Doctoral Dissertations

Date of Award


Degree Type


Degree Name

Doctor of Philosophy


Animal Science

Major Professor

R. L. Murphree

Committee Members

R. G. Cragle, J. C. Howell, H. V. Shirley, B. H. Erickson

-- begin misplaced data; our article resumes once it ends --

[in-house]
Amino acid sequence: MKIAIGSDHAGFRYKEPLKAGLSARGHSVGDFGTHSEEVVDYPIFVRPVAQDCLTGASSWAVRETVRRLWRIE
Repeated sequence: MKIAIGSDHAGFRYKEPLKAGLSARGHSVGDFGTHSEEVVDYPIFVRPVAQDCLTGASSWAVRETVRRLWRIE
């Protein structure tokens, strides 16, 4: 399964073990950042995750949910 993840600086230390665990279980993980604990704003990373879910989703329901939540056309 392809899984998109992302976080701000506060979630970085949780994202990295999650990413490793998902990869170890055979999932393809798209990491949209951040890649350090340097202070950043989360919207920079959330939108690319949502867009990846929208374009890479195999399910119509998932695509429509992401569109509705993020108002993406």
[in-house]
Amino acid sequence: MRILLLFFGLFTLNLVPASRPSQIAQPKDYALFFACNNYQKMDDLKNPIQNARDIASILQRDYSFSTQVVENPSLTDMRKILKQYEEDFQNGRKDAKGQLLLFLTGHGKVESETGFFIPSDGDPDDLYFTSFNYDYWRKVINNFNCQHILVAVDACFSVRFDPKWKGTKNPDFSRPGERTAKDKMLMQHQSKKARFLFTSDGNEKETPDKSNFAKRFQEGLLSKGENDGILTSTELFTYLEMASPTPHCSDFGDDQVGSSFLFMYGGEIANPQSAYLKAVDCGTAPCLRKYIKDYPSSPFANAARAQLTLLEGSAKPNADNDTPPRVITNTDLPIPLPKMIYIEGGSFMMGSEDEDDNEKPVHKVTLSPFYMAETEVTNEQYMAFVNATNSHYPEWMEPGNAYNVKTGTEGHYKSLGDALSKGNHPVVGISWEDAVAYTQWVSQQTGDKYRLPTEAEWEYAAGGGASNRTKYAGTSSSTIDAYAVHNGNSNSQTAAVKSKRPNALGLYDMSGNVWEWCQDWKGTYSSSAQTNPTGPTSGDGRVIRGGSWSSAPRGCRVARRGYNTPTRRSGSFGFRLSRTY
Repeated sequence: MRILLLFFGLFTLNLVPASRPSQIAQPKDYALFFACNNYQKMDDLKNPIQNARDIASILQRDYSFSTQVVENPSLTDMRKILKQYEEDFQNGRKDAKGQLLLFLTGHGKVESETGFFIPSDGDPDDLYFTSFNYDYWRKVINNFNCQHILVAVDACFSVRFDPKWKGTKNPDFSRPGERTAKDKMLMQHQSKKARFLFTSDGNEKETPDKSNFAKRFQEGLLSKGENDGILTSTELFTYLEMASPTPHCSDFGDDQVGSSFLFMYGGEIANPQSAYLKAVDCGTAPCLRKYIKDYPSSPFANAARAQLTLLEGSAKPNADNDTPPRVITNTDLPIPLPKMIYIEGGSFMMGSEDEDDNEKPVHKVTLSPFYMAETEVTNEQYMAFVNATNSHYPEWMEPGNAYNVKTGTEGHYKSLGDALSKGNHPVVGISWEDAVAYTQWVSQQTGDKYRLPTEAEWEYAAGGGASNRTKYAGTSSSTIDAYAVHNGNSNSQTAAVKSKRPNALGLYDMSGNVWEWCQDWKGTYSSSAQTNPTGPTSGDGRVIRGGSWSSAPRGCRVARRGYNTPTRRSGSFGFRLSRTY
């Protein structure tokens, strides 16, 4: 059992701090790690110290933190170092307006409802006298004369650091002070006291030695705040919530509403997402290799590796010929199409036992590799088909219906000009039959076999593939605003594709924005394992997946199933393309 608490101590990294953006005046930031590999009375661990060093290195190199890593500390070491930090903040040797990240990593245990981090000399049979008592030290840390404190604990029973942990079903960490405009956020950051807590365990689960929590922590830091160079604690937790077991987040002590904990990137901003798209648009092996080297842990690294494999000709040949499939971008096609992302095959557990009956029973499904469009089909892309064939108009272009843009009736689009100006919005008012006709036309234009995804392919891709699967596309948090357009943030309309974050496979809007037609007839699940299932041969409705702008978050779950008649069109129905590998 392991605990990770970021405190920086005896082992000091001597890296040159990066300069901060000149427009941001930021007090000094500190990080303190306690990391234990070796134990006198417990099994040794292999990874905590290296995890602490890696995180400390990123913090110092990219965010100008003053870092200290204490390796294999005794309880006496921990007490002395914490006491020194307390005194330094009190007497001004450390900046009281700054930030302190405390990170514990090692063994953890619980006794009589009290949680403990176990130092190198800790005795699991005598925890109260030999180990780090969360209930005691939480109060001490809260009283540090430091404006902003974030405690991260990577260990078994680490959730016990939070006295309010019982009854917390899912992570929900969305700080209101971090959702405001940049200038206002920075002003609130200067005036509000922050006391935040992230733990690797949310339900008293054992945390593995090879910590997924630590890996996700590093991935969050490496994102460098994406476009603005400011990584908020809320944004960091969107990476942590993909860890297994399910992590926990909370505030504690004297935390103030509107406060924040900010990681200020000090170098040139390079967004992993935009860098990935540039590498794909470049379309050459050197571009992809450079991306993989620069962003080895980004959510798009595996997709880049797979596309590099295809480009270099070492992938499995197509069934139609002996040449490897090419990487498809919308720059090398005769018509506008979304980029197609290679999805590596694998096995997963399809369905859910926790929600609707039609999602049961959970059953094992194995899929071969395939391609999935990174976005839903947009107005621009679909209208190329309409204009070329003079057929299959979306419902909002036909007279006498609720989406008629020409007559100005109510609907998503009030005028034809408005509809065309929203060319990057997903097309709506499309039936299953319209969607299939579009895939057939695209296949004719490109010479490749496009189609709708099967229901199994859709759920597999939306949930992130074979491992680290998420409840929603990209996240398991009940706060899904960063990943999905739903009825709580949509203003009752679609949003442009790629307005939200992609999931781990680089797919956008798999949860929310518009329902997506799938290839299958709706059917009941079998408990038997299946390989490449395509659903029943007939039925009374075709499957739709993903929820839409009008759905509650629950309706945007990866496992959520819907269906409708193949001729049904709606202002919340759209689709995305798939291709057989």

The objectives of this study were to (1) trace the development of the prenatal bovine testis, (2) evaluate the quantitative and quali-tative changes in the germ cell population, (3) evaluate the effects of gamma radiation on the developing testis, and (4) correlate sperm pro-duction with testicular morphology. The population of germ cells, number of mitotic figures for germinal and supporting cells, and testicular volume were determined in testes from known-age fetuses. Fifty-six males were irradiated with 400 R (air dose to dam) 60Co gamma radiation at ages ranging from 15-280 days postcoitum. Seven control and 11 irradiated males were unilaterally castrated at birth. Five control and 58 irradiated bulls were castrated at approxi-mately 10 months of age. The testes were prepared for histological analyses. Semen was collected from control, intact, and unilateral-castrated irradiated animals when they were approximately 2 years old. The germinal ridge was first observed at 52 days postcoitum and sex differentiation occurred as early as day 36. The sex cords were unorganized until about day 70; at this age the supporting cells were located adjacent to the basement membrane and the gonocytes or primi-tive germ cells were positioned in the lumen of the sex cord or primi-tive seminiferous tubule. The gonocyte, prior to day 120, had three small acidophilic nucleoli; at later ages a gonocyte with one large acidophilic nucleolus appeared and this cellular type was prevalent at birth. Following tubular organization the cytoplasmic to nuclear ratio increased with age. The overall germ cell population increased from 44 at days 32-55 to 12,000,000 at days 151-180. Only a slight increase in germ cell numbers was noted from 211-240 days until birth (283 days). The mitotic figure index (number of mitotic figures per 50,000 germ cells) was high while the gonad was in the germinal ridge stage and reached a peak at 36-38 days. The index remained high until day 90 and then dropped abruptly during the 91-120 day period. Some germinal mitoses were noted throughout the remainder of the prenatal period with a minor increase occurring in the last days preceeding parturition. Necrotic gonocytes were noted at days 120-150 and their numbers peaked at 241-280 days; necrosis, however, never affected more than 1 percent of the population at any given stage in gestation. The germ cell population prior to day 70 was apparently unaffected by irradiation (400 R to dam) but following irradiation at days 80-130 germ cell numbers were reduced to about 7 percent of the control value in testes excised at 3-19 days postpartum. In testes removed 10 months postnatally, no damage was observed in testes irradiated prior to day 70, but in testes irradiated during the 70-90 day period 69 percent of the 1200 cross-sections observed were sterile. Sterility among tubular cross-sections increased to 88 percent at 91-120 days postcoitum, remained essentially unchanged to day 210 and decreased to 20 percent at 241-280 days of gestation. Bulls irradiated at 150 days of gestation produced 70 and 78 per-cent fewer sperm-per-ejaculate than their counterpart intact and unilateral-castrate controls, respectively. Sperm motility in the irradiated intact and unilateral castrates was 37 and 20 percent less than the intact and unilateral-castrate controls. Since 400 R is a near-lethal dose for the dam and since bulls irra-diated at a stage of maximum sensitivity produced seven-tenths billion sperm-per-ejaculate, a number well above the 6 million motile sperm re-quired for optimum fertility in artificial insemination, the probability of sterilizing the bull in the prenatal state with a single-acute whole-body dose of gamma-irradiation is low.

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